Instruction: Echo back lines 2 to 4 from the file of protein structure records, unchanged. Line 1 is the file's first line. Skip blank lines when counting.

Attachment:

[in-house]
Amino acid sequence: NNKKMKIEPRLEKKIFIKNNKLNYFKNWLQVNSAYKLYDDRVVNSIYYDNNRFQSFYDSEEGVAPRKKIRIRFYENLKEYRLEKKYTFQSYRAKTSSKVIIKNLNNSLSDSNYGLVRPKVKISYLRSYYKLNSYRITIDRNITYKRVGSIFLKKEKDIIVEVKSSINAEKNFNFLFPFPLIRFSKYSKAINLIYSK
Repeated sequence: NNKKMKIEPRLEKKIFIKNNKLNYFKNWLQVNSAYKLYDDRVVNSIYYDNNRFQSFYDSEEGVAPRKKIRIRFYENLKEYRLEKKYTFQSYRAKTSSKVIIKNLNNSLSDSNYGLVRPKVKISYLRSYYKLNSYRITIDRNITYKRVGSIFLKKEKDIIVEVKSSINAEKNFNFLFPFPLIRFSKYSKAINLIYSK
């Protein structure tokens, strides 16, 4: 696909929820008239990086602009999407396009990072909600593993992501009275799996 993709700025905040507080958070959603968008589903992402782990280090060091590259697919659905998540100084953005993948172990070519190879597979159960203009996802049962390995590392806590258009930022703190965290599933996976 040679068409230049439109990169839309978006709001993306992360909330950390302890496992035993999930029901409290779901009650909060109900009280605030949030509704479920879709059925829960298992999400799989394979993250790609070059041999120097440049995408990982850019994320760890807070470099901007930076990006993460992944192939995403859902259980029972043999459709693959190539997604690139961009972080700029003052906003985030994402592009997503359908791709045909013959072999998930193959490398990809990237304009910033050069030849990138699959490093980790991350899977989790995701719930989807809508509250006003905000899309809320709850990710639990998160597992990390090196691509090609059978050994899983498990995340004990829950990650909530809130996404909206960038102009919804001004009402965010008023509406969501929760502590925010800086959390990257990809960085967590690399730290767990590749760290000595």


Amino acid sequence: NNKKMKIEPRLEKKIFIKNNKLNYFKNWLQVNSAYKLYDDRVVNSIYYDNNRFQSFYDSEEGVAPRKKIRIRFYENLKEYRLEKKYTFQSYRAKTSSKVIIKNLNNSLSDSNYGLVRPKVKISYLRSYYKLNSYRITIDRNITYKRVGSIFLKKEKDIIVEVKSSINAEKNFNFLFPFPLIRFSKYSKAINLIYSK
Repeated sequence: NNKKMKIEPRLEKKIFIKNNKLNYFKNWLQVNSAYKLYDDRVVNSIYYDNNRFQSFYDSEEGVAPRKKIRIRFYENLKEYRLEKKYTFQSYRAKTSSKVIIKNLNNSLSDSNYGLVRPKVKISYLRSYYKLNSYRITIDRNITYKRVGSIFLKKEKDIIVEVKSSINAEKNFNFLFPFPLIRFSKYSKAINLIYSK
């Protein structure tokens, strides 16, 4: 696909929820008239990086602009999407396009990072909600593993992501009275799996 993709700025905040507080958070959603968008589903992402782990280090060091590259697919659905998540100084953005993948172990070519190879597979159960203009996802049962390995590392806590258009930022703190965290599933996976 040679068409230049439109990169839309978006709001993306992360909330950390302890496992035993999930029901409290779901009650909060109900009280605030949030509704479920879709059925829960298992999400799989394979993250790609070059041999120097440049995408990982850019994320760890807070470099901007930076990006993460992944192939995403859902259980029972043999459709693959190539997604690139961009972080700029003052906003985030994402592009997503359908791709045909013959072999998930193959490398990809990237304009910033050069030849990138699959490093980790991350899977989790995701719930989807809508509250006003905000899309809320709850990710639990998160597992990390090196691509090609059978050994899983498990995340004990829950990650909530809130996404909206960038102009919804001004009402965010008023509406969501929760502590925010800086959390990257990809960085967590690399730290767990590749760290000595």